Lowboy / Lowbed incidents lead to serious injuries to operators

Safety Alert Type: 
Heavy Equipment
U.S. Pacific Northwest
Date of Incident / Close Call: 
Company Name: 
Forest Resources Association (U.S.A.)
Details of Incident / Close Call: 

Details of Incident 1: A lowboy operator was coupling the lowboy gooseneck to a lowbed trailer deck after loading and chaining down a processor. During coupling, the hooks of the trailer did not fully couple over the steel pins of the gooseneck. It can be difficult to determine when this happens, as there is no good way to visually inspect the connections of the components.

After backing in the lowboy, the operator climbed under the machine counterbalance to place shims. The operator can only place shims by climbing in between the gooseneck and the trailer after the initial hookup is completed. The shims are stored on a keeper post on the rear of the gooseneck.

He reached under the machine counterbalance to replace the cotter pin in the keeper post. As the operator reached under the machine, he steadied himself with his left hand on the support frame of the gooseneck. At this point, the trailer detached from the gooseneck and fell to the ground. The operator’s left middle finger and ring finger were crushed between the processor counterbalance and trailer gooseneck, partially amputating them.

Details of incident 2: A lowboy operator and a shovel operator were positioning a boom stand on a lowboy trailer in preparation for loading a shovel. The lowboy operator was standing on the trailer’s deck near the rear tires as the shovel operator positioned the boom stand.

He was leaning forward and reaching toward the support arm when the grapples slipped off the boom stand. As the boom stand fell towards the deck, it caused the support arm to strike the pin boss.

The support arm flipped up and struck the lowboy operator’s hardhat, causing him a serious head injury.

Learnings and Suggestions: 

Findings & Recommended Preventative Actions - Incident 1:

  • While the operator had prior experience, it had been over ten years since he had last worked with a lowboy. The employer assumed that because the operator had experience, he did not need training.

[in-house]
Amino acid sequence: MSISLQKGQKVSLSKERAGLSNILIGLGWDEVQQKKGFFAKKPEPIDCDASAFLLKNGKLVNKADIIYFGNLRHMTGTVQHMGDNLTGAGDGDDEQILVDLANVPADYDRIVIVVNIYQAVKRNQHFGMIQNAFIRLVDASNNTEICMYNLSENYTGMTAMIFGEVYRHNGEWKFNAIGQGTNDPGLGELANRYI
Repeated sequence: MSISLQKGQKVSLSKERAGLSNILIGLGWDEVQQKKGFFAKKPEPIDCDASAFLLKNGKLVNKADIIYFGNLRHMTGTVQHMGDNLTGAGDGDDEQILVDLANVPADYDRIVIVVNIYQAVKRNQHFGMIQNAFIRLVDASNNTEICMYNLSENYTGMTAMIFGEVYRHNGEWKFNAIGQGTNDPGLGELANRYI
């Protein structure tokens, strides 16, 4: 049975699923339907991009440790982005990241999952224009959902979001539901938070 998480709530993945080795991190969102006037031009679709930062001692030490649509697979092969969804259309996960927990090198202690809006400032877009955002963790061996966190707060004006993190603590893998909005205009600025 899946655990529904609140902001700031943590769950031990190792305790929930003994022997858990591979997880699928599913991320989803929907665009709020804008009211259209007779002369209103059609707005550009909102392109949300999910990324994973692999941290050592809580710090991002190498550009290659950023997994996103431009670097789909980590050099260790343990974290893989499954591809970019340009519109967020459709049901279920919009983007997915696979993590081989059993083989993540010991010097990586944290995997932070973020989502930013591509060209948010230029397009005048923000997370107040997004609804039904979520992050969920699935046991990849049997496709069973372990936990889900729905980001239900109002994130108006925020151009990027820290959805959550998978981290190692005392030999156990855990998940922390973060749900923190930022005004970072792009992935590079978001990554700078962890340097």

• Employers must adequately train employees to recognize safety and health hazards associated with the employee’s specific tasks and verify that employees can safely operate new equipment and complete assigned tasks.
  • Create a reference point on the trailer deck, by either painting or welding, to show when the trailer is all the way backed into the pins, ensuring proper coupling.
  • Wait to position and chain down a load on the trailer until after coupling is complete. In this case, for coupling, the processor should have been positioned to the rear of the trailer deck rather than towards the front. After coupling was complete, the processor should have been repositioned forward and chained down.

 Findings & Recommended Preventative Actions - Incident 2:

  • Both the lowboy and shovel operators had prior experience in moving procedures.
  • Their employer had an established procedure for lifting or lowering the boom stand using a
    chain attached to the grapples of a shovel. Instead, the lowboy operator directed the shovel
    operator to use the shovel’s grapples to lift the boom stand into place.
  • Make sure everyone involved understands, communicates, and follows all safety procedures
    in place for the tasks that they will be performing.
  • Employee work areas must be spaced, and employee duties organized, so the actions of
    one employee do not create a hazard for any other employee.


For more information on this submitted alert: 
File attachments
Safety_Alert_Lowboy_Operator_Injuries-June 22-2020.pdf

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